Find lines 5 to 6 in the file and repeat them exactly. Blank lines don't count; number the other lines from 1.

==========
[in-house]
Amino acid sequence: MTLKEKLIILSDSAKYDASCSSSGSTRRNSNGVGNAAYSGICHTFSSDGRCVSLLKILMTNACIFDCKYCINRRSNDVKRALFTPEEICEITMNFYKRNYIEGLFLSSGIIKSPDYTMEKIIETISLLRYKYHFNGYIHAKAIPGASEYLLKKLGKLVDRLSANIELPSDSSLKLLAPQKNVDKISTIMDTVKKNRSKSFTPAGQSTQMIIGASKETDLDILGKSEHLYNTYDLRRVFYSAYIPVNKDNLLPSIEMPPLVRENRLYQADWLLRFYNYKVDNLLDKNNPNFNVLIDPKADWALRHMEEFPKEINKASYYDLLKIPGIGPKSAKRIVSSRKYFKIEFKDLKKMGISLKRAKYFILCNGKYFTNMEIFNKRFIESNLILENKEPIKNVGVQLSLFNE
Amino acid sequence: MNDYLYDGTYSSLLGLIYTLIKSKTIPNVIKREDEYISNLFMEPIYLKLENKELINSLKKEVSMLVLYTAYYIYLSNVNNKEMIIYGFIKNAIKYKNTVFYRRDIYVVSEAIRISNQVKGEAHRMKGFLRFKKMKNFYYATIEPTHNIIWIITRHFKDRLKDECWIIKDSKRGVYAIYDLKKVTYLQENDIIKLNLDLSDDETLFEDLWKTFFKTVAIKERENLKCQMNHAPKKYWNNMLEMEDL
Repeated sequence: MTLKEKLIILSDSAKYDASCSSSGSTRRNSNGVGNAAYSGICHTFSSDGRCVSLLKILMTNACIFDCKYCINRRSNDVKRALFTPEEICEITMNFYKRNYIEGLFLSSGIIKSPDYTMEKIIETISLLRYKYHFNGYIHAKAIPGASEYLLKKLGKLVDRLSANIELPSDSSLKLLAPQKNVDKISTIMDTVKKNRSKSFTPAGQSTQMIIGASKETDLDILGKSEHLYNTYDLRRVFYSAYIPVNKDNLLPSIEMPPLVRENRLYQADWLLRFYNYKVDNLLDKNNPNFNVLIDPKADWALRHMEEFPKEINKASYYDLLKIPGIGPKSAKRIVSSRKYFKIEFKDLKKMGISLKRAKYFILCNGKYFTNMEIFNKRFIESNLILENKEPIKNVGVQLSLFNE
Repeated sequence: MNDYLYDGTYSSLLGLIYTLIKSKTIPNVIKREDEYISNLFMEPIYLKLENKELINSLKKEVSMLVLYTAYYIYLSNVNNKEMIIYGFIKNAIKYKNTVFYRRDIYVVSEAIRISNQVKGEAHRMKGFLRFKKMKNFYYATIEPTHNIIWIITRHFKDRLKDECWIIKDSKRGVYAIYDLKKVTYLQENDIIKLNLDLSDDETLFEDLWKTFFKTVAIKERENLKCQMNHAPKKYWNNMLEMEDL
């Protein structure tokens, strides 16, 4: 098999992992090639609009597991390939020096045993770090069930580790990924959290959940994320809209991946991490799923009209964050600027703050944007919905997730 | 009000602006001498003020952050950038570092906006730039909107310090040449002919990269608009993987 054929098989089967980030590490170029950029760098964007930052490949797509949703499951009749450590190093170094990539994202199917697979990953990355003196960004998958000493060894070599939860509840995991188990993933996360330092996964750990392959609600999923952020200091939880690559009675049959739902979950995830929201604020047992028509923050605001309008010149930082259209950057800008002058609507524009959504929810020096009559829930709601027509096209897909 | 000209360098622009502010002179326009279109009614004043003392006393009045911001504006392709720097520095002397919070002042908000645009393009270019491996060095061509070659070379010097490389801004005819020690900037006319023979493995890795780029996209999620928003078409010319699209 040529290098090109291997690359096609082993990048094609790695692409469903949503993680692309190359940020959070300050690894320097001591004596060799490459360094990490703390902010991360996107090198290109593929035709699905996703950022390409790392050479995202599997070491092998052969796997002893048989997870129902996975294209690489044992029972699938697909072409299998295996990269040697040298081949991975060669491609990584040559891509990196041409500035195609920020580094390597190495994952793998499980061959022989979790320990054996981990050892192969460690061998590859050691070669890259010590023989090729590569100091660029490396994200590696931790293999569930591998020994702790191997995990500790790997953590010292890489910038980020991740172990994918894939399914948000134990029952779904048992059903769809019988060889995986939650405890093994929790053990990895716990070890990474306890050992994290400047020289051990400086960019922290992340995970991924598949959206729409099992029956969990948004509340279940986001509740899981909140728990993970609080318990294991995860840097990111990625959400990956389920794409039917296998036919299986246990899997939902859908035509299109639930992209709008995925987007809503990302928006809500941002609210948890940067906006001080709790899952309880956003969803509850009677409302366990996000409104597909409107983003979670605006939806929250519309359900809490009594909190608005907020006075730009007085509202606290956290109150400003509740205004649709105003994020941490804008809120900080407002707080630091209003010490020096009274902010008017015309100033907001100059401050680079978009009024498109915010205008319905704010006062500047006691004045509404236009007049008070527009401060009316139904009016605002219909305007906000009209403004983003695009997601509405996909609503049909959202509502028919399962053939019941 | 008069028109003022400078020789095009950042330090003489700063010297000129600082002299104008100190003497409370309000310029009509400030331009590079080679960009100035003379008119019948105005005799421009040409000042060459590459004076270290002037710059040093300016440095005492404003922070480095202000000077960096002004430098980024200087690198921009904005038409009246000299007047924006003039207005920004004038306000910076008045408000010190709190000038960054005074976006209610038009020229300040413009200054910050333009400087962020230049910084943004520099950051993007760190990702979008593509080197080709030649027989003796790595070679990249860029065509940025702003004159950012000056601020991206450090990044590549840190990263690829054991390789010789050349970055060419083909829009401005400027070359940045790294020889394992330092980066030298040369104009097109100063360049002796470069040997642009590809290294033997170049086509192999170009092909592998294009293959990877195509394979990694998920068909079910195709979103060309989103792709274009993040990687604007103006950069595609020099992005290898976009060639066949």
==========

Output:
Repeated sequence: MNDYLYDGTYSSLLGLIYTLIKSKTIPNVIKREDEYISNLFMEPIYLKLENKELINSLKKEVSMLVLYTAYYIYLSNVNNKEMIIYGFIKNAIKYKNTVFYRRDIYVVSEAIRISNQVKGEAHRMKGFLRFKKMKNFYYATIEPTHNIIWIITRHFKDRLKDECWIIKDSKRGVYAIYDLKKVTYLQENDIIKLNLDLSDDETLFEDLWKTFFKTVAIKERENLKCQMNHAPKKYWNNMLEMEDL
């Protein structure tokens, strides 16, 4: 098999992992090639609009597991390939020096045993770090069930580790990924959290959940994320809209991946991490799923009209964050600027703050944007919905997730 | 009000602006001498003020952050950038570092906006730039909107310090040449002919990269608009993987 054929098989089967980030590490170029950029760098964007930052490949797509949703499951009749450590190093170094990539994202199917697979990953990355003196960004998958000493060894070599939860509840995991188990993933996360330092996964750990392959609600999923952020200091939880690559009675049959739902979950995830929201604020047992028509923050605001309008010149930082259209950057800008002058609507524009959504929810020096009559829930709601027509096209897909 | 000209360098622009502010002179326009279109009614004043003392006393009045911001504006392709720097520095002397919070002042908000645009393009270019491996060095061509070659070379010097490389801004005819020690900037006319023979493995890795780029996209999620928003078409010319699209 040529290098090109291997690359096609082993990048094609790695692409469903949503993680692309190359940020959070300050690894320097001591004596060799490459360094990490703390902010991360996107090198290109593929035709699905996703950022390409790392050479995202599997070491092998052969796997002893048989997870129902996975294209690489044992029972699938697909072409299998295996990269040697040298081949991975060669491609990584040559891509990196041409500035195609920020580094390597190495994952793998499980061959022989979790320990054996981990050892192969460690061998590859050691070669890259010590023989090729590569100091660029490396994200590696931790293999569930591998020994702790191997995990500790790997953590010292890489910038980020991740172990994918894939399914948000134990029952779904048992059903769809019988060889995986939650405890093994929790053990990895716990070890990474306890050992994290400047020289051990400086960019922290992340995970991924598949959206729409099992029956969990948004509340279940986001509740899981909140728990993970609080318990294991995860840097990111990625959400990956389920794409039917296998036919299986246990899997939902859908035509299109639930992209709008995925987007809503990302928006809500941002609210948890940067906006001080709790899952309880956003969803509850009677409302366990996000409104597909409107983003979670605006939806929250519309359900809490009594909190608005907020006075730009007085509202606290956290109150400003509740205004649709105003994020941490804008809120900080407002707080630091209003010490020096009274902010008017015309100033907001100059401050680079978009009024498109915010205008319905704010006062500047006691004045509404236009007049008070527009401060009316139904009016605002219909305007906000009209403004983003695009997601509405996909609503049909959202509502028919399962053939019941 | 008069028109003022400078020789095009950042330090003489700063010297000129600082002299104008100190003497409370309000310029009509400030331009590079080679960009100035003379008119019948105005005799421009040409000042060459590459004076270290002037710059040093300016440095005492404003922070480095202000000077960096002004430098980024200087690198921009904005038409009246000299007047924006003039207005920004004038306000910076008045408000010190709190000038960054005074976006209610038009020229300040413009200054910050333009400087962020230049910084943004520099950051993007760190990702979008593509080197080709030649027989003796790595070679990249860029065509940025702003004159950012000056601020991206450090990044590549840190990263690829054991390789010789050349970055060419083909829009401005400027070359940045790294020889394992330092980066030298040369104009097109100063360049002796470069040997642009590809290294033997170049086509192999170009092909592998294009293959990877195509394979990694998920068909079910195709979103060309989103792709274009993040990687604007103006950069595609020099992005290898976009060639066949």